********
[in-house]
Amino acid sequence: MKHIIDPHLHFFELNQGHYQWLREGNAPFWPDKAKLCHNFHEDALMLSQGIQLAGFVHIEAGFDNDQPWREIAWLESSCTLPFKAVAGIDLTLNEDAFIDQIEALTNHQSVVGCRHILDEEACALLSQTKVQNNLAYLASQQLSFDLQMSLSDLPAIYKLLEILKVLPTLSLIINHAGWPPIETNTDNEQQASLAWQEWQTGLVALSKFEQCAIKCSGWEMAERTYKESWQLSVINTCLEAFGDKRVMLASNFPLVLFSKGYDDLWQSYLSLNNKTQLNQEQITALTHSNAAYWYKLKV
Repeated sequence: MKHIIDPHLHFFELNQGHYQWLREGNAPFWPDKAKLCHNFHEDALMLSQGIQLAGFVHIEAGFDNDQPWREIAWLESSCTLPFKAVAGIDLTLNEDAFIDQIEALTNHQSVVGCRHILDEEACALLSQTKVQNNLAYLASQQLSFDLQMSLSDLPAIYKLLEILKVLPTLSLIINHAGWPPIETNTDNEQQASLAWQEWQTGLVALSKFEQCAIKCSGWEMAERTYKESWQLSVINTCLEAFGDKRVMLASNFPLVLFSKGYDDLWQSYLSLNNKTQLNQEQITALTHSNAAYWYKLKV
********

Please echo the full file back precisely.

[in-house]
Amino acid sequence: MKHIIDPHLHFFELNQGHYQWLREGNAPFWPDKAKLCHNFHEDALMLSQGIQLAGFVHIEAGFDNDQPWREIAWLESSCTLPFKAVAGIDLTLNEDAFIDQIEALTNHQSVVGCRHILDEEACALLSQTKVQNNLAYLASQQLSFDLQMSLSDLPAIYKLLEILKVLPTLSLIINHAGWPPIETNTDNEQQASLAWQEWQTGLVALSKFEQCAIKCSGWEMAERTYKESWQLSVINTCLEAFGDKRVMLASNFPLVLFSKGYDDLWQSYLSLNNKTQLNQEQITALTHSNAAYWYKLKV
Repeated sequence: MKHIIDPHLHFFELNQGHYQWLREGNAPFWPDKAKLCHNFHEDALMLSQGIQLAGFVHIEAGFDNDQPWREIAWLESSCTLPFKAVAGIDLTLNEDAFIDQIEALTNHQSVVGCRHILDEEACALLSQTKVQNNLAYLASQQLSFDLQMSLSDLPAIYKLLEILKVLPTLSLIINHAGWPPIETNTDNEQQASLAWQEWQTGLVALSKFEQCAIKCSGWEMAERTYKESWQLSVINTCLEAFGDKRVMLASNFPLVLFSKGYDDLWQSYLSLNNKTQLNQEQITALTHSNAAYWYKLKV